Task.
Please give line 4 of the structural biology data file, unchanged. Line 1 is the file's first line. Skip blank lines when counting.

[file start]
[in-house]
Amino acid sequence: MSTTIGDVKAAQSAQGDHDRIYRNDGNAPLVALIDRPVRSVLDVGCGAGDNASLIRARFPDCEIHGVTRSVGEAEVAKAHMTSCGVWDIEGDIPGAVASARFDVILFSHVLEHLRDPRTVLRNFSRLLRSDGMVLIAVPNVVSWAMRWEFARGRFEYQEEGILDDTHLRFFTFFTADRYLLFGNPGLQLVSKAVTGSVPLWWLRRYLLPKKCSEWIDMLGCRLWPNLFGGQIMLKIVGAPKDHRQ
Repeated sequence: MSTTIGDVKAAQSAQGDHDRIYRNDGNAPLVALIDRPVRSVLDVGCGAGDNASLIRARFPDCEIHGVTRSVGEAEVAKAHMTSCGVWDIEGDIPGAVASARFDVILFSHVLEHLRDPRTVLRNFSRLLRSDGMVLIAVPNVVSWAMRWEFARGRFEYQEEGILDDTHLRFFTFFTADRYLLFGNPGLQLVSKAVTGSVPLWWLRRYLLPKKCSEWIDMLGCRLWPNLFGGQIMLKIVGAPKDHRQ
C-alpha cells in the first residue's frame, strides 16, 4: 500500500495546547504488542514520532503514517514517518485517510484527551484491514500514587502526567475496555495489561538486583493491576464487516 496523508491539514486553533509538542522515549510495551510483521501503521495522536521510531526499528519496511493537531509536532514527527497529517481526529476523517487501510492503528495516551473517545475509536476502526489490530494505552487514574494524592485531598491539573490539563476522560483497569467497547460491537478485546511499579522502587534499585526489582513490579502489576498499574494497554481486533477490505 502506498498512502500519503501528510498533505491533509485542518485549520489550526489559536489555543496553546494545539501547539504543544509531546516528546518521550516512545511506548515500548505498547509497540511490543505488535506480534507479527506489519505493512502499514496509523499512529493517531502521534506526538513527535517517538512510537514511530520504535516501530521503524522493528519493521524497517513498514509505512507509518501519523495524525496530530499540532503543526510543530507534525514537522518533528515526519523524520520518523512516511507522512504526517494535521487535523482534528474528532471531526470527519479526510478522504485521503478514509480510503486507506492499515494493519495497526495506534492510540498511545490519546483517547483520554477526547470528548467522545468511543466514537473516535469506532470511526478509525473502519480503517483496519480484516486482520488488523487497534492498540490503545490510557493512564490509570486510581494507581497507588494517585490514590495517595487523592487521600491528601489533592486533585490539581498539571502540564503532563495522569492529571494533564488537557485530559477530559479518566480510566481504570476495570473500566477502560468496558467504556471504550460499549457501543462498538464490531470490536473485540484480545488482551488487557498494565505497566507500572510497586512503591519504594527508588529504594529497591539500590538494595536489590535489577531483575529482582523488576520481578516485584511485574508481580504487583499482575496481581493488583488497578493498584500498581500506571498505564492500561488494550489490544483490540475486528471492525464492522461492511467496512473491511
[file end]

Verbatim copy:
C-alpha cells in the first residue's frame, strides 16, 4: 500500500495546547504488542514520532503514517514517518485517510484527551484491514500514587502526567475496555495489561538486583493491576464487516 496523508491539514486553533509538542522515549510495551510483521501503521495522536521510531526499528519496511493537531509536532514527527497529517481526529476523517487501510492503528495516551473517545475509536476502526489490530494505552487514574494524592485531598491539573490539563476522560483497569467497547460491537478485546511499579522502587534499585526489582513490579502489576498499574494497554481486533477490505 502506498498512502500519503501528510498533505491533509485542518485549520489550526489559536489555543496553546494545539501547539504543544509531546516528546518521550516512545511506548515500548505498547509497540511490543505488535506480534507479527506489519505493512502499514496509523499512529493517531502521534506526538513527535517517538512510537514511530520504535516501530521503524522493528519493521524497517513498514509505512507509518501519523495524525496530530499540532503543526510543530507534525514537522518533528515526519523524520520518523512516511507522512504526517494535521487535523482534528474528532471531526470527519479526510478522504485521503478514509480510503486507506492499515494493519495497526495506534492510540498511545490519546483517547483520554477526547470528548467522545468511543466514537473516535469506532470511526478509525473502519480503517483496519480484516486482520488488523487497534492498540490503545490510557493512564490509570486510581494507581497507588494517585490514590495517595487523592487521600491528601489533592486533585490539581498539571502540564503532563495522569492529571494533564488537557485530559477530559479518566480510566481504570476495570473500566477502560468496558467504556471504550460499549457501543462498538464490531470490536473485540484480545488482551488487557498494565505497566507500572510497586512503591519504594527508588529504594529497591539500590538494595536489590535489577531483575529482582523488576520481578516485584511485574508481580504487583499482575496481581493488583488497578493498584500498581500506571498505564492500561488494550489490544483490540475486528471492525464492522461492511467496512473491511